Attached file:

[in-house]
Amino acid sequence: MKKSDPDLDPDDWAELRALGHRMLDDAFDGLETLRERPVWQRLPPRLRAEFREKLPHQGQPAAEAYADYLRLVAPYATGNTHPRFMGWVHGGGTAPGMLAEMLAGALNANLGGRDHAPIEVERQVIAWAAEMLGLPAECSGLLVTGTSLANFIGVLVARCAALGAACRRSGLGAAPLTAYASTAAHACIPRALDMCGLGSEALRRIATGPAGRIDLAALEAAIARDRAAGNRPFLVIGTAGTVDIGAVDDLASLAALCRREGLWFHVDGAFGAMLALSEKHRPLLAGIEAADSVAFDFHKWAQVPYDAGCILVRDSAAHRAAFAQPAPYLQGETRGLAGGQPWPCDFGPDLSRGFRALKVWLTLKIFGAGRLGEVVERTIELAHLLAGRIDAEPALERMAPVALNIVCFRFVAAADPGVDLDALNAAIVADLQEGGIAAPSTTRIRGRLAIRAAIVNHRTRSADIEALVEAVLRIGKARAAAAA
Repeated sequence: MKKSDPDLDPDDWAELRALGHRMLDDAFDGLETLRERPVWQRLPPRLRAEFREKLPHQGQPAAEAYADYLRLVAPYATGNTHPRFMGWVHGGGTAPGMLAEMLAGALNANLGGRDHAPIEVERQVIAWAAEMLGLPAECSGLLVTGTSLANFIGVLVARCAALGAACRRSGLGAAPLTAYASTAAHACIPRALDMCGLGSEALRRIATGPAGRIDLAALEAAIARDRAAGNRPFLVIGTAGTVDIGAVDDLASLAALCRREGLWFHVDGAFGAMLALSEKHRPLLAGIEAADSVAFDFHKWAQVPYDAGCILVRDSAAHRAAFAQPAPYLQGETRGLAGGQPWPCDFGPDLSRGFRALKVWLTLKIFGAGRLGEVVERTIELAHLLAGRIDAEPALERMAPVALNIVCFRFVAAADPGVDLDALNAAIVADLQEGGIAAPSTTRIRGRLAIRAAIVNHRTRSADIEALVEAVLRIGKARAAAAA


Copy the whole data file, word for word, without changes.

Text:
[in-house]
Amino acid sequence: MKKSDPDLDPDDWAELRALGHRMLDDAFDGLETLRERPVWQRLPPRLRAEFREKLPHQGQPAAEAYADYLRLVAPYATGNTHPRFMGWVHGGGTAPGMLAEMLAGALNANLGGRDHAPIEVERQVIAWAAEMLGLPAECSGLLVTGTSLANFIGVLVARCAALGAACRRSGLGAAPLTAYASTAAHACIPRALDMCGLGSEALRRIATGPAGRIDLAALEAAIARDRAAGNRPFLVIGTAGTVDIGAVDDLASLAALCRREGLWFHVDGAFGAMLALSEKHRPLLAGIEAADSVAFDFHKWAQVPYDAGCILVRDSAAHRAAFAQPAPYLQGETRGLAGGQPWPCDFGPDLSRGFRALKVWLTLKIFGAGRLGEVVERTIELAHLLAGRIDAEPALERMAPVALNIVCFRFVAAADPGVDLDALNAAIVADLQEGGIAAPSTTRIRGRLAIRAAIVNHRTRSADIEALVEAVLRIGKARAAAAA
Repeated sequence: MKKSDPDLDPDDWAELRALGHRMLDDAFDGLETLRERPVWQRLPPRLRAEFREKLPHQGQPAAEAYADYLRLVAPYATGNTHPRFMGWVHGGGTAPGMLAEMLAGALNANLGGRDHAPIEVERQVIAWAAEMLGLPAECSGLLVTGTSLANFIGVLVARCAALGAACRRSGLGAAPLTAYASTAAHACIPRALDMCGLGSEALRRIATGPAGRIDLAALEAAIARDRAAGNRPFLVIGTAGTVDIGAVDDLASLAALCRREGLWFHVDGAFGAMLALSEKHRPLLAGIEAADSVAFDFHKWAQVPYDAGCILVRDSAAHRAAFAQPAPYLQGETRGLAGGQPWPCDFGPDLSRGFRALKVWLTLKIFGAGRLGEVVERTIELAHLLAGRIDAEPALERMAPVALNIVCFRFVAAADPGVDLDALNAAIVADLQEGGIAAPSTTRIRGRLAIRAAIVNHRTRSADIEALVEAVLRIGKARAAAAA